Vincent Bugliosi, the Hibbing native famous for his prosecution of cult leader and serial killer Charles Manson, has died at the age of 80.
The Los Angeles Times reports Bugliosi died in an L.A. hospital Saturday having suffered from poor health in recent years, including the return of the cancer he had overcome three years ago.
As well as being a successful prosecutor, the newspaper notes he was a best-selling true crime writer, co-authoring a dozen books including "Outrage: The Five Reasons Why OJ Simpson Got Away With Murder," and "Reclaiming History: The Assassination of President John F. Kennedy."
NBC Los Angeles reports he had an illustrious career at the Los Angeles County District Attorney's Office, securing convictions in 105 out of 106 felony jury trials – 21 of which were murder cases – before moving into private practice in 1972.
The Manson case
But it was his prosecution of cult leader Charles Manson and three of his followers over the 1969 murders of a pregnant Sharon Tate (the wife of film director Roman Polanski) and six others that made his name, NBC notes.
According to FOX News, the "intense and ambitious" Bugliosi became the lead prosecutor after senior prosecutor Aaron Stovitz was removed following a dispute with his boss, giving the Minnesota native "the role of a lifetime."
During the trial, he denounced Manson as "a murderous cult leader" while describing the three women defendants as "robots" and "zombies" manipulated by him. He called 84 witnesses during the trial – many of them members of "The Manson Family" – and introduced 290 pieces of evidence.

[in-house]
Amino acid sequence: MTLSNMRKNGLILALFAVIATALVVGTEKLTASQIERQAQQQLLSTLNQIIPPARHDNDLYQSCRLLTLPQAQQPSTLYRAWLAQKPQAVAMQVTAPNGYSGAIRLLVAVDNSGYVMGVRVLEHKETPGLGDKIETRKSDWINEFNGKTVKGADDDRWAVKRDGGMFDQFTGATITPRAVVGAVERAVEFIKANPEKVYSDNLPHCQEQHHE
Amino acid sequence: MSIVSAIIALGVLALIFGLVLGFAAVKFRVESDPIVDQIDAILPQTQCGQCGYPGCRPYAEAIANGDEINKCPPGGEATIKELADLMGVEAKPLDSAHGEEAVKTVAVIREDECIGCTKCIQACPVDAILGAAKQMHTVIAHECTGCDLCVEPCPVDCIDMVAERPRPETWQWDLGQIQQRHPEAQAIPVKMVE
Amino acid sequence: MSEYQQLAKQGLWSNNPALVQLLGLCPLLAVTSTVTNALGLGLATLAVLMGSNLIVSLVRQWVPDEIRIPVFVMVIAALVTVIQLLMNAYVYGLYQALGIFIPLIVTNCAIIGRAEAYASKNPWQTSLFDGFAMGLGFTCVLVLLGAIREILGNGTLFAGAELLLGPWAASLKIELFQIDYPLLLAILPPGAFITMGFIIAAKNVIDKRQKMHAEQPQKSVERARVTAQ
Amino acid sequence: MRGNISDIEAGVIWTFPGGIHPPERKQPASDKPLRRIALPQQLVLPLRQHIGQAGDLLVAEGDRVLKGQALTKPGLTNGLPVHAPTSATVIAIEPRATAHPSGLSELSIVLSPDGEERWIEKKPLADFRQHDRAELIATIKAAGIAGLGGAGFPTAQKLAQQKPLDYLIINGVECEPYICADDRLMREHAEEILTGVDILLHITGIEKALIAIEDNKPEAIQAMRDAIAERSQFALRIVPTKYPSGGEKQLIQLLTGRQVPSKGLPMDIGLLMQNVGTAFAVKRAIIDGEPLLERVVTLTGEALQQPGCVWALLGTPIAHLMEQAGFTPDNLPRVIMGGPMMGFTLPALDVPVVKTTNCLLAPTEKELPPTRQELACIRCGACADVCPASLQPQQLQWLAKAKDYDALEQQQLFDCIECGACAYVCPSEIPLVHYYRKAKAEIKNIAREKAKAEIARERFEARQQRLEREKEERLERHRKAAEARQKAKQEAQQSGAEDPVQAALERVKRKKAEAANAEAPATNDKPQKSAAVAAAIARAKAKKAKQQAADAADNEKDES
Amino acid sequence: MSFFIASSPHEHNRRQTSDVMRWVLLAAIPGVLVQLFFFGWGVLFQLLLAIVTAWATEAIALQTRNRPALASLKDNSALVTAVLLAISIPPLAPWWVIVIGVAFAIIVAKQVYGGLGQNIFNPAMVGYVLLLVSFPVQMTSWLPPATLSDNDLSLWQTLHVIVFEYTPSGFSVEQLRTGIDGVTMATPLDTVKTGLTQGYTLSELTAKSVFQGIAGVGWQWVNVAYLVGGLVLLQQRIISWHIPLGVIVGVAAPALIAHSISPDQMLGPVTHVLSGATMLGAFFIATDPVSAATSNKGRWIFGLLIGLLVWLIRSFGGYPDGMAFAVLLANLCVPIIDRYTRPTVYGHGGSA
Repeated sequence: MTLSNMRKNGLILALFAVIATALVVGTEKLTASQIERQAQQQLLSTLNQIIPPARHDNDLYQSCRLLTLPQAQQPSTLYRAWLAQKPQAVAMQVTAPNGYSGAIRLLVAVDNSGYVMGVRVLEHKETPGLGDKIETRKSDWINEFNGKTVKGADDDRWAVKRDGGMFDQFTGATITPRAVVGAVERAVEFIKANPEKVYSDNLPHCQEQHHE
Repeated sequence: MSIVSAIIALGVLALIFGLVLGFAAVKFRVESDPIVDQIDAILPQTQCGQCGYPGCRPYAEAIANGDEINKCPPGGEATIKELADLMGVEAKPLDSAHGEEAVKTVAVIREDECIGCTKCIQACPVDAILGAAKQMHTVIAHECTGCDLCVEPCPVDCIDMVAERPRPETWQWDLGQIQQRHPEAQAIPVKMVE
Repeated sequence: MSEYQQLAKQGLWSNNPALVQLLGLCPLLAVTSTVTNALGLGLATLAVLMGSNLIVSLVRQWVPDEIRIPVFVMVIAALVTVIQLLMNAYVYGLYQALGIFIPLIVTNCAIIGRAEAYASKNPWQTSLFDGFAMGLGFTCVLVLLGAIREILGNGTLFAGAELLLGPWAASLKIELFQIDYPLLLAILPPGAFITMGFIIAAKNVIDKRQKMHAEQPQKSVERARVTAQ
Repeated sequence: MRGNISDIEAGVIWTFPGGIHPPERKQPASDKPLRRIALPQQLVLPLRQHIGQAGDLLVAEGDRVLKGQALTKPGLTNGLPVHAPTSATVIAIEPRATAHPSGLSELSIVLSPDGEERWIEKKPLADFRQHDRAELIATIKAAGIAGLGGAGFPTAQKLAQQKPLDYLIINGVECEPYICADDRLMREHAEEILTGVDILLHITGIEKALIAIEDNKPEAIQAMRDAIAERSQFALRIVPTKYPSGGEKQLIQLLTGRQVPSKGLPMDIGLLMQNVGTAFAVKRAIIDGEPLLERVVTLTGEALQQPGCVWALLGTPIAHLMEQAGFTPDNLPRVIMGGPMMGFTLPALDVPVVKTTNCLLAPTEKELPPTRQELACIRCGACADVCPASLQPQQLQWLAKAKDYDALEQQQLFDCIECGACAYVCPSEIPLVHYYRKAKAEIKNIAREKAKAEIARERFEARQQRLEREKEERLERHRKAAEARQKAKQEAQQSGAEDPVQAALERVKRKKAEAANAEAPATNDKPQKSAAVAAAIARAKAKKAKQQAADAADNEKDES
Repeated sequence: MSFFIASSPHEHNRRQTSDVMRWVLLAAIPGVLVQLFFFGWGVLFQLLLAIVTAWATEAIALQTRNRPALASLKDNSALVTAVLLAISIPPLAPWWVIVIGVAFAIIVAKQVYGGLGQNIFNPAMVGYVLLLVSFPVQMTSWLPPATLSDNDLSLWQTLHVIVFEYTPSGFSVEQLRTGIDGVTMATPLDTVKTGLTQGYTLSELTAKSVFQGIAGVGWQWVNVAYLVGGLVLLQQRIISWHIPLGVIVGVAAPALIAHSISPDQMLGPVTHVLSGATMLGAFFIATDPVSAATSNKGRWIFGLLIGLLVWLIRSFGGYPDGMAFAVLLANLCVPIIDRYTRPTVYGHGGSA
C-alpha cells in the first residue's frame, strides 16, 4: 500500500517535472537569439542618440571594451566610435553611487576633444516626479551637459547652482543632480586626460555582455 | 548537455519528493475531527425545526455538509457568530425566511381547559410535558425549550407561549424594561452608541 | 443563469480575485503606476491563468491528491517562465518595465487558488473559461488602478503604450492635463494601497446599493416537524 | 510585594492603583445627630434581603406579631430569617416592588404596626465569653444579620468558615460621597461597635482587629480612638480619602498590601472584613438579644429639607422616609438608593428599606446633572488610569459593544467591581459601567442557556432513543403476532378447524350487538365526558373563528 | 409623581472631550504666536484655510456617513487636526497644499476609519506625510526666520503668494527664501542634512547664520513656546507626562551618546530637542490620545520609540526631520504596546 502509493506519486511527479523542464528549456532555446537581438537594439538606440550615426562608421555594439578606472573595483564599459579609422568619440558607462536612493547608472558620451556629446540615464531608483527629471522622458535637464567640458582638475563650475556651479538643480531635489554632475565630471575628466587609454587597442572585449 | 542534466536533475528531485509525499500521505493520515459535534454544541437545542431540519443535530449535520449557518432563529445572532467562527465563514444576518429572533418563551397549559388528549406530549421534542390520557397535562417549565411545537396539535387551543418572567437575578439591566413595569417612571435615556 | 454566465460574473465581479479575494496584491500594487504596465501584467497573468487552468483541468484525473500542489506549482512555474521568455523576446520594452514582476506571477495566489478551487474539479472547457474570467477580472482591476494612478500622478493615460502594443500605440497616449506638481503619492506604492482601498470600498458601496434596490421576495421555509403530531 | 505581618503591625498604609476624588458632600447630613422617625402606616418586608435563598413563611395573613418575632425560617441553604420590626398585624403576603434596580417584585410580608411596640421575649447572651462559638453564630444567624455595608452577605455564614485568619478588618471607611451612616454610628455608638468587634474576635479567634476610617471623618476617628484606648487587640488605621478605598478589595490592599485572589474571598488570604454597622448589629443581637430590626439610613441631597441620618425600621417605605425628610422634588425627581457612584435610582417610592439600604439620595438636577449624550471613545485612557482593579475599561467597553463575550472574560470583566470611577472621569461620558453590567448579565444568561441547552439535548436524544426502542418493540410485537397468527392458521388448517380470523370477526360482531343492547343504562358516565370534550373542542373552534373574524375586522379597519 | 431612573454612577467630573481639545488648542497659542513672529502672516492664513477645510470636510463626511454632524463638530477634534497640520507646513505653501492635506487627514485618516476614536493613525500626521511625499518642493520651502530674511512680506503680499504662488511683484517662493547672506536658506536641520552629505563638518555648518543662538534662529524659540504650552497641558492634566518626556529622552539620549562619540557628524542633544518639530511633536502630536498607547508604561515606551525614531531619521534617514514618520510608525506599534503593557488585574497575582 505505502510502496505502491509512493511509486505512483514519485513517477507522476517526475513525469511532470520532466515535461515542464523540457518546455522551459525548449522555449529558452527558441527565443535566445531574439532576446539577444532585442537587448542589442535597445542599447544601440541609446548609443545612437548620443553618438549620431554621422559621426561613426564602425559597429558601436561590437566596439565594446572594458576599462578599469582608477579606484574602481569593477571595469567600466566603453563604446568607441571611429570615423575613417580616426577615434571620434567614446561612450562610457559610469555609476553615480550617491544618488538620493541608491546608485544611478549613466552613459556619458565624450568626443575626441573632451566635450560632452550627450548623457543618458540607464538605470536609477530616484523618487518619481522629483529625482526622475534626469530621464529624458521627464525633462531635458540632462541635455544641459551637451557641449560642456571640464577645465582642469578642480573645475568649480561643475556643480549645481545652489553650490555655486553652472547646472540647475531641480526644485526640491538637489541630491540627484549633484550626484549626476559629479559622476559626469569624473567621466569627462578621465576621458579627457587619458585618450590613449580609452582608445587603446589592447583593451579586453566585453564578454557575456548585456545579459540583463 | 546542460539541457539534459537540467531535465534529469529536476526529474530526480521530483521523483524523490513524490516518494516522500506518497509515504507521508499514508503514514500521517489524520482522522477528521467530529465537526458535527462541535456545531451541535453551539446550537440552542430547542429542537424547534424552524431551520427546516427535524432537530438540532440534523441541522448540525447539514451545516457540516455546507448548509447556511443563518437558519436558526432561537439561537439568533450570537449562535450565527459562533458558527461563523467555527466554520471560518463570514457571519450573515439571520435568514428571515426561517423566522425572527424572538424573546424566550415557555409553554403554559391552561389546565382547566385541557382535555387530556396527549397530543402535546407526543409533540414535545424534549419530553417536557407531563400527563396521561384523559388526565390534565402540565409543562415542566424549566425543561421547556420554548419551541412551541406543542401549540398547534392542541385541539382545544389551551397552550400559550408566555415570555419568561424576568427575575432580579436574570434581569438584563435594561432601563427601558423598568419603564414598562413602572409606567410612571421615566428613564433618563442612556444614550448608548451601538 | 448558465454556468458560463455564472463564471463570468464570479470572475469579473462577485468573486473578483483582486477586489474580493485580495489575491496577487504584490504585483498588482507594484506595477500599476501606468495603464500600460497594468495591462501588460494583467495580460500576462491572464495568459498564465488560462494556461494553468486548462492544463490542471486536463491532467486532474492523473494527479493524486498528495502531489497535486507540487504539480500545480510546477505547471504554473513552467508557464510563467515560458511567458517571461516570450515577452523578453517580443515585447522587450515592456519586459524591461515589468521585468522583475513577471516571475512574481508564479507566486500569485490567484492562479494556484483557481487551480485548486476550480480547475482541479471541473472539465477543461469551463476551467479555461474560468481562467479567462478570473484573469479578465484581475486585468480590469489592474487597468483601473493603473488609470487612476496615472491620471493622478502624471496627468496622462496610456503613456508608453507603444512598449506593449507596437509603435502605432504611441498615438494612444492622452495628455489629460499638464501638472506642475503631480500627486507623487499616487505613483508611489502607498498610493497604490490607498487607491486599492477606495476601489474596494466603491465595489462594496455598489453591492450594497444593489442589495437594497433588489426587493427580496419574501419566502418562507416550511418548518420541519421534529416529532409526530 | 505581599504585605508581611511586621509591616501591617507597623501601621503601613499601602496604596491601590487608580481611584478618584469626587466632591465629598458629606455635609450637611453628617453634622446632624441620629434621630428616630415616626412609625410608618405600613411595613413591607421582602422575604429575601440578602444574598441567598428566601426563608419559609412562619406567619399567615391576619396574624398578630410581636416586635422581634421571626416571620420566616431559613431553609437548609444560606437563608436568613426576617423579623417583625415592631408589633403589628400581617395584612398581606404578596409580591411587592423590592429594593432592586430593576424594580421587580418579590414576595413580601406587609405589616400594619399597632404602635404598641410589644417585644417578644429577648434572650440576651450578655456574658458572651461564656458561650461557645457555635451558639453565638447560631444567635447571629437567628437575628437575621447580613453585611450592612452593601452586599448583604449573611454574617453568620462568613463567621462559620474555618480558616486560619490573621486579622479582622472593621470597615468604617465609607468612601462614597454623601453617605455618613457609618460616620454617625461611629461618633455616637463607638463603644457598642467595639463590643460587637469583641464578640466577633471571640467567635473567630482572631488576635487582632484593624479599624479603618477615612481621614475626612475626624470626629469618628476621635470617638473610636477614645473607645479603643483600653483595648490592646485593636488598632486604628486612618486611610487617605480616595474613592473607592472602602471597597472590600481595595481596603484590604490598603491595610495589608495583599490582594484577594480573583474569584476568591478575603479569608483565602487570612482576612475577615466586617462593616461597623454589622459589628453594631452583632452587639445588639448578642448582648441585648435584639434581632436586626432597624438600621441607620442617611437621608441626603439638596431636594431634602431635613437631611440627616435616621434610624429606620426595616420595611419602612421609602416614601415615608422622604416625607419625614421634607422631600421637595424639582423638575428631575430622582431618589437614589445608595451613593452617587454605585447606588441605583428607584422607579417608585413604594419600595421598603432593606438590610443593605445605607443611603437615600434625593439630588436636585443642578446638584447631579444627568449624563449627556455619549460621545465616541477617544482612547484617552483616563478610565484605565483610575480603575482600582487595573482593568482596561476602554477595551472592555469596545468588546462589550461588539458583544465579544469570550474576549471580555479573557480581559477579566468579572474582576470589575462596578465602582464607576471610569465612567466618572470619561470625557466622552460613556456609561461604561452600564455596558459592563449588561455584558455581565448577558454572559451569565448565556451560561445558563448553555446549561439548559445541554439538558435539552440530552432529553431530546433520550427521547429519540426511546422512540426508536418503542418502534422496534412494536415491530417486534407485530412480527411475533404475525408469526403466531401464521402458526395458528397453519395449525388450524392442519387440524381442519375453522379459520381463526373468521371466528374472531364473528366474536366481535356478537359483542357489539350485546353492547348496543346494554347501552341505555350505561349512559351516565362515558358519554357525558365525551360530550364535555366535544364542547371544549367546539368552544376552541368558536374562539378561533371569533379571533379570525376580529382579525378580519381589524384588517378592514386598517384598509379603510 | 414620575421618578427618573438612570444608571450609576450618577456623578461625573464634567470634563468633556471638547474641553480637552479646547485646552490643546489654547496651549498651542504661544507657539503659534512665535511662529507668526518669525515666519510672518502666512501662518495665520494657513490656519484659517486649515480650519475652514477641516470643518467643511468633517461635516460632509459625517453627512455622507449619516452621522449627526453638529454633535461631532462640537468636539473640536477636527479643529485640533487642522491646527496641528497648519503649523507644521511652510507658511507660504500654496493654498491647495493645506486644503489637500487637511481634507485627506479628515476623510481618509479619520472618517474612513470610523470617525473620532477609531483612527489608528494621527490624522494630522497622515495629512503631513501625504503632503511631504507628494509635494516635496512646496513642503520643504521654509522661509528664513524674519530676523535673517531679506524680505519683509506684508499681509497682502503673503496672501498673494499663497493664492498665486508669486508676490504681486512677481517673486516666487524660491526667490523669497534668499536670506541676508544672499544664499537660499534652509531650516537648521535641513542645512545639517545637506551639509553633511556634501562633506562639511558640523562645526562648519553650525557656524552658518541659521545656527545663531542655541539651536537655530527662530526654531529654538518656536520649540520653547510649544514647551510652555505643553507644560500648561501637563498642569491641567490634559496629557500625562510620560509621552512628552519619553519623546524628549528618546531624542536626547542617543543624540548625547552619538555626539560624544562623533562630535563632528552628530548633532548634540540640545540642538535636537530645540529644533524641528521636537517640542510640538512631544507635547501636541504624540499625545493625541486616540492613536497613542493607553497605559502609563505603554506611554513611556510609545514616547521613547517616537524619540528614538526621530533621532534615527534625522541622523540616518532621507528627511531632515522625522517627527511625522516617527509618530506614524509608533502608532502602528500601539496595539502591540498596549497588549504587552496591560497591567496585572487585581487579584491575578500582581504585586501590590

He wrote the book "Helter Skelter" about the trial, a reference to Manson's "Helter Skelter" plan to trigger a race war, and told the LA Times in 1994, "No matter what I do, I'll be forever known as the Manson prosecutor."
According to the Duluth News Tribune, Bugliosi grew up in Hibbing in the upstairs of the grocery store his father operated across from the Memorial Building.
He was a keen tennis player, winning the Minnesota state high school singles tennis championship in 1951 – with his subsequent appearance on the front page of the Hibbing Daily Tribune described as his "favorite boyhood memory."
It was because of his athleticism that he left Hibbing for California, the newspaper notes, transferring to Hollywood High School to spend more time on the court, though he has returned to his hometown on several occasions since.
"I still feel very close to the Iron Range, but the weather, particularly for someone like me who plays tennis, it’s too cold up there," he said in an interview last year with the News Tribune. "I have fond memories. I tell people from Minnesota that if I had a choice, I’d live among them as opposed to where I’m living in now in L.A. It’s the weather that keeps me away."